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The History of Grading

grading color colour correction davinci telecine blackmagic kodak

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#1 Heather Massey

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Posted 25 July 2017 - 05:33 AM

Hi everyone,

 

I'm writing a piece on the history of colour correction/grading through the ages and was wondering if any of you have been in the business long enough to have first hand experience of grading with film before it went digital? 

If any of you have any information about who to talk to or know of anywhere that still processes film (preferably in London), please let me know!

 

 


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#2 Phil Rhodes

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Posted 25 July 2017 - 12:30 PM

I guess these people would be your first port of call.

 

You may struggle to find anyone still working who's done a traditional film finish. We had a chap called Steve Farman on the forum a few times - he's a negative cutter and one of the last of the breed, since so few productions cut neg anymore. You might try looking him up.

 

P


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#3 Macks Fiiod

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Posted 25 July 2017 - 02:43 PM

One thing I heard was more things involving color preference had to be done on set via lighting/in-camera. No concrete way to specifically boost the cyan tones on a shirt or boosting the red tones on a clown's nose.


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#4 Stuart Brereton

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Posted 25 July 2017 - 05:14 PM

One thing I heard was more things involving color preference had to be done on set via lighting/in-camera. No concrete way to specifically boost the cyan tones on a shirt or boosting the red tones on a clown's nose.

Yes. No such thing as power windows, or secondary color grading. Just 3 printer lights, Red, Green & Blue. You could adjust the balance between them, and the overall exposure, but that was about it without specialized lab techniques like flashing or bleach bypass.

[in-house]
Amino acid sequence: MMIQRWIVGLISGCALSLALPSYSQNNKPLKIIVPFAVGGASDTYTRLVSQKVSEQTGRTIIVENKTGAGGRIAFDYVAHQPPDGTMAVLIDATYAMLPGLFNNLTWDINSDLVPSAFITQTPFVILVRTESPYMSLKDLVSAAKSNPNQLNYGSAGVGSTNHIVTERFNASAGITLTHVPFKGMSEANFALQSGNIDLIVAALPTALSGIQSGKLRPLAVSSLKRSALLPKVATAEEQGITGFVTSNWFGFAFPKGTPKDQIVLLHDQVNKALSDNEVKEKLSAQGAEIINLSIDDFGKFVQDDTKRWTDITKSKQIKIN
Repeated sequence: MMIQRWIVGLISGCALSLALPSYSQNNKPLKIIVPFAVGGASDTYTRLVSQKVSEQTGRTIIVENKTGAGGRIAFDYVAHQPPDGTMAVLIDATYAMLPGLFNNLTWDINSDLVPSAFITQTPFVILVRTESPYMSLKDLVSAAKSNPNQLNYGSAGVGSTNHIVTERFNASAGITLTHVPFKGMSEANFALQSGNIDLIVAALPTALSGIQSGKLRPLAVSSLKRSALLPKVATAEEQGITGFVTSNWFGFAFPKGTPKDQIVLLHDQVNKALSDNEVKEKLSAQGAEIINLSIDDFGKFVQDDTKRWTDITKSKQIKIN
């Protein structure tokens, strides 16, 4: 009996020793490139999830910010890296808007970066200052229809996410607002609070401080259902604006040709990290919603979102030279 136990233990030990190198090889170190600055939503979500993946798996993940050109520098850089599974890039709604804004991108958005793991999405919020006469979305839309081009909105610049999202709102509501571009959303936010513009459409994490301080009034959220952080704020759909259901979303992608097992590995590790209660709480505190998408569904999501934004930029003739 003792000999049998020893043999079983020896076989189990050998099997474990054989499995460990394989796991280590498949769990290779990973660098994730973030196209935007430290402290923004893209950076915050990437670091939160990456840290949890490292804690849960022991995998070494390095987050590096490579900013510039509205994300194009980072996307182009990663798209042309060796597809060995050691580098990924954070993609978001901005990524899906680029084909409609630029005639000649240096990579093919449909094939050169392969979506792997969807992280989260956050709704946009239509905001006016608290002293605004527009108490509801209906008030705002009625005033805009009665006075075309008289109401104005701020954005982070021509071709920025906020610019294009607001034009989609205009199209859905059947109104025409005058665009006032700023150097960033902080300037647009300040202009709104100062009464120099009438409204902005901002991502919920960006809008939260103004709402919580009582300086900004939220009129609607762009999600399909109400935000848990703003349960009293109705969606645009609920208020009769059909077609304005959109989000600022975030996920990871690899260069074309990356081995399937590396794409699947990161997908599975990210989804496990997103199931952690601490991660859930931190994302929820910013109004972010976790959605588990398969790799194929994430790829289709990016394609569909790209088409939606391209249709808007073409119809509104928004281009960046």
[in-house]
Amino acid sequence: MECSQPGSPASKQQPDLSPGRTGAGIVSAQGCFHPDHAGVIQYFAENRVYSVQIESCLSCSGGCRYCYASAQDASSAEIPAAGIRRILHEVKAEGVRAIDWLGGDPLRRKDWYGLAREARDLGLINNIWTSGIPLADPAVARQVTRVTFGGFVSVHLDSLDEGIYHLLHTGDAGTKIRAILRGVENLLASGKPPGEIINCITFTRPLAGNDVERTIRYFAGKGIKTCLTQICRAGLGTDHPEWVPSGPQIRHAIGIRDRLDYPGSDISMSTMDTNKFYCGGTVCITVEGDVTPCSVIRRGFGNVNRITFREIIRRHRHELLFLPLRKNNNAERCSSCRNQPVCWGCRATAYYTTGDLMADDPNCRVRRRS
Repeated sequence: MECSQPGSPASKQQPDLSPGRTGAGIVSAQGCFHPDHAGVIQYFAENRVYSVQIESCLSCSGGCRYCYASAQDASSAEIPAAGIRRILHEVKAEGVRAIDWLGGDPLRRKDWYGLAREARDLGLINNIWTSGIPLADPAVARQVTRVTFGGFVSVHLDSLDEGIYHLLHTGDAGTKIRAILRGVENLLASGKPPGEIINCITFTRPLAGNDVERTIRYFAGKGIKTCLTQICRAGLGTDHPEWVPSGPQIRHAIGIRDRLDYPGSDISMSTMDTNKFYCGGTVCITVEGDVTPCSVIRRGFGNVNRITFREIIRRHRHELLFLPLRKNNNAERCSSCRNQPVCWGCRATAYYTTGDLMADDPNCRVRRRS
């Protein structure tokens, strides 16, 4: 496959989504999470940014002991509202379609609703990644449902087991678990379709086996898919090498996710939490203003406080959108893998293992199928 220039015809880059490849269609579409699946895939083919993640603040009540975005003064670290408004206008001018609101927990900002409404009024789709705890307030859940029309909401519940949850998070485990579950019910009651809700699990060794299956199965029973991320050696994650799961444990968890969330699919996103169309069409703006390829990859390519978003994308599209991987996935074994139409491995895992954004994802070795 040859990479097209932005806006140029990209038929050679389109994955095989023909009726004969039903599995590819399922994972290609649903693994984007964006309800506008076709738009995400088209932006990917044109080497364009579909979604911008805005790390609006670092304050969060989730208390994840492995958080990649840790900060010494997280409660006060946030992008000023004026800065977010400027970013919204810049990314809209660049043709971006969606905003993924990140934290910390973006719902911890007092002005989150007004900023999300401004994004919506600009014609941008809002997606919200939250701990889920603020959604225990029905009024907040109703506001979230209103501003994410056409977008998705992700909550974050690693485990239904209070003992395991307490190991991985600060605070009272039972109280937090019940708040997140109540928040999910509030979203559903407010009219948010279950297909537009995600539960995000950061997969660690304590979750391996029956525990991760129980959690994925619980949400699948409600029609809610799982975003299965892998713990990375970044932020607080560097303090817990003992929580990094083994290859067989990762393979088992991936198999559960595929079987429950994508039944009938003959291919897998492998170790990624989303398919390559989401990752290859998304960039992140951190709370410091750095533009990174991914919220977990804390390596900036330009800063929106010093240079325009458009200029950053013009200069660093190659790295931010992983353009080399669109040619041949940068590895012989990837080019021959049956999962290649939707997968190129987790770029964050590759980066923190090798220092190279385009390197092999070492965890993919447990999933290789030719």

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#5 Phil Rhodes

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Posted 25 July 2017 - 05:47 PM

What's that term - I never get to see it - er - pro-duc-shun-de-zyn?

 

P


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#6 Stuart Brereton

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Posted 25 July 2017 - 08:20 PM

What's that term - I never get to see it - er - pro-duc-shun-de-zyn?

 

P

Incredible idea. Designing the look of the movie and getting it right on set. Do you think it'll ever catch on?


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#7 David Mullen ASC

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Posted 25 July 2017 - 09:02 PM

Last year I photographed "The Love Witch", which cut the negative and did a photochemical timing for 35mm release prints.


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#8 Tristan Noelle

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Posted 26 July 2017 - 12:04 AM

I found a section in the book 'Film Technology in Post Production' by Dominic Case to be helpful when I was looking in to technical info on traditional printer light color correction. I could probably scan that section and send it to you if you like.

It may be a tad off topic but perhaps looking in to a film like 'Reflections in a Golden Eye' that had a very extreme grade done on the prints would be useful to you. Or even 'The Crow' I recall was shot with a sepia or suede filter and had all those warm tones removed in the grade to create a colder desaturated. Looking at the outliers and all that.

Tristan
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#9 Simon Wyss

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Posted 26 July 2017 - 12:42 AM

When I began to work with film professionally in 1987 we had an ARRI KM 35, a copy of the Debrie Matipo, besides a couple Bell & Howell C and J at the lab. That printer employed a perforated 35mm Leatheroid band actuated by a maltese-cross movement. Circular apertures were punched out of the band and subtractive filter sheets stapled on. Timers would hold up snippets of a production against a light box, one hand on a wooden filter cabinet, and go “0.05 minus blue” and “0.25 plus green”. Wratten filters are still available. That is the old system. Short bands were assembled, eight frames of every scene from the dailies. In black and white they proceeded incredibly fast. I don’t know who is still alive of the timers I have met, Dietrich von Holten, Johannes Anders, Hartmut Engel, Fritz Windisch.

 

You have a time before and a time after the Hazeltine film analyzer.


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#10 Dan Hasson

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Posted 31 July 2017 - 03:34 AM

Here is a list of films post 2000 that were made without a digital intermediate. So they went through a photochemical finish.

I'm sure there are more films on that have not made it onto the list. But this is still interesting to see what films avoided a DI.

 

But also get in contact with Cinelab London. They're very friendly. They might be able to tell you if any films are not using a DI. I am not sure if any films are go through colour timing (photochemically) there, but it never hurts to ask.


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